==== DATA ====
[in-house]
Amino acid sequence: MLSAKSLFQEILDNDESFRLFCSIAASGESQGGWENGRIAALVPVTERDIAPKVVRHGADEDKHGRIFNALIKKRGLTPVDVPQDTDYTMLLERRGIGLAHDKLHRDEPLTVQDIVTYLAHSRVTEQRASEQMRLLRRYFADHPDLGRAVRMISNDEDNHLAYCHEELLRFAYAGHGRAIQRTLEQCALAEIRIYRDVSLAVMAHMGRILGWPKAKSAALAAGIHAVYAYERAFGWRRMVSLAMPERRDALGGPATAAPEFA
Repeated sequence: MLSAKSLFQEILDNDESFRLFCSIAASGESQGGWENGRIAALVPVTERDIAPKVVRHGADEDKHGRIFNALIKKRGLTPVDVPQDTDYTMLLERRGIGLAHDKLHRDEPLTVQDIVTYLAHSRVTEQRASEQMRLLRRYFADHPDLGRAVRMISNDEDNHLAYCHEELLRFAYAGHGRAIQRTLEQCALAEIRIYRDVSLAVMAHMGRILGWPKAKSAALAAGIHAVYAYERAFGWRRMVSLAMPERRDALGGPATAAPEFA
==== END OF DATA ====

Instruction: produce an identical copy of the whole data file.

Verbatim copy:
[in-house]
Amino acid sequence: MLSAKSLFQEILDNDESFRLFCSIAASGESQGGWENGRIAALVPVTERDIAPKVVRHGADEDKHGRIFNALIKKRGLTPVDVPQDTDYTMLLERRGIGLAHDKLHRDEPLTVQDIVTYLAHSRVTEQRASEQMRLLRRYFADHPDLGRAVRMISNDEDNHLAYCHEELLRFAYAGHGRAIQRTLEQCALAEIRIYRDVSLAVMAHMGRILGWPKAKSAALAAGIHAVYAYERAFGWRRMVSLAMPERRDALGGPATAAPEFA
Repeated sequence: MLSAKSLFQEILDNDESFRLFCSIAASGESQGGWENGRIAALVPVTERDIAPKVVRHGADEDKHGRIFNALIKKRGLTPVDVPQDTDYTMLLERRGIGLAHDKLHRDEPLTVQDIVTYLAHSRVTEQRASEQMRLLRRYFADHPDLGRAVRMISNDEDNHLAYCHEELLRFAYAGHGRAIQRTLEQCALAEIRIYRDVSLAVMAHMGRILGWPKAKSAALAAGIHAVYAYERAFGWRRMVSLAMPERRDALGGPATAAPEFA